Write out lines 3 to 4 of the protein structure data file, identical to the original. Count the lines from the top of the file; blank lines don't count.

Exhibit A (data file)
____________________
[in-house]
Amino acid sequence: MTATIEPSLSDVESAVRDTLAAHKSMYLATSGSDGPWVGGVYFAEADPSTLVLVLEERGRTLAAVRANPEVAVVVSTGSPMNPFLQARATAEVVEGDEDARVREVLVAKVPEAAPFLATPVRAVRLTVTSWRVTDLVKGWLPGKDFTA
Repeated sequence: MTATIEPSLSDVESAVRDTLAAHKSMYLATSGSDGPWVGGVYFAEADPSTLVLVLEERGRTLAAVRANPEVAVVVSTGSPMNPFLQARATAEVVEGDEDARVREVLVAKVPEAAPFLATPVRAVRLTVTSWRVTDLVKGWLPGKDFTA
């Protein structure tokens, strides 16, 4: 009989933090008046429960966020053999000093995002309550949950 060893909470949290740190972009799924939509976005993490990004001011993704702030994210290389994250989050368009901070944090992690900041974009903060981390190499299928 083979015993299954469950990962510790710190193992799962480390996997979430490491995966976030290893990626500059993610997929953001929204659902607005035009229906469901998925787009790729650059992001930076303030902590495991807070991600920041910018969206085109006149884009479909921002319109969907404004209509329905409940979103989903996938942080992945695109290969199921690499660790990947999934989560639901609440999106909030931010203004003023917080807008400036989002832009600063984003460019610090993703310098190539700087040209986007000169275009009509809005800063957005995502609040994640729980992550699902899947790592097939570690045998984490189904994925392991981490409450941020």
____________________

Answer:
Repeated sequence: MTATIEPSLSDVESAVRDTLAAHKSMYLATSGSDGPWVGGVYFAEADPSTLVLVLEERGRTLAAVRANPEVAVVVSTGSPMNPFLQARATAEVVEGDEDARVREVLVAKVPEAAPFLATPVRAVRLTVTSWRVTDLVKGWLPGKDFTA
């Protein structure tokens, strides 16, 4: 009989933090008046429960966020053999000093995002309550949950 060893909470949290740190972009799924939509976005993490990004001011993704702030994210290389994250989050368009901070944090992690900041974009903060981390190499299928 083979015993299954469950990962510790710190193992799962480390996997979430490491995966976030290893990626500059993610997929953001929204659902607005035009229906469901998925787009790729650059992001930076303030902590495991807070991600920041910018969206085109006149884009479909921002319109969907404004209509329905409940979103989903996938942080992945695109290969199921690499660790990947999934989560639901609440999106909030931010203004003023917080807008400036989002832009600063984003460019610090993703310098190539700087040209986007000169275009009509809005800063957005995502609040994640729980992550699902899947790592097939570690045998984490189904994925392991981490409450941020």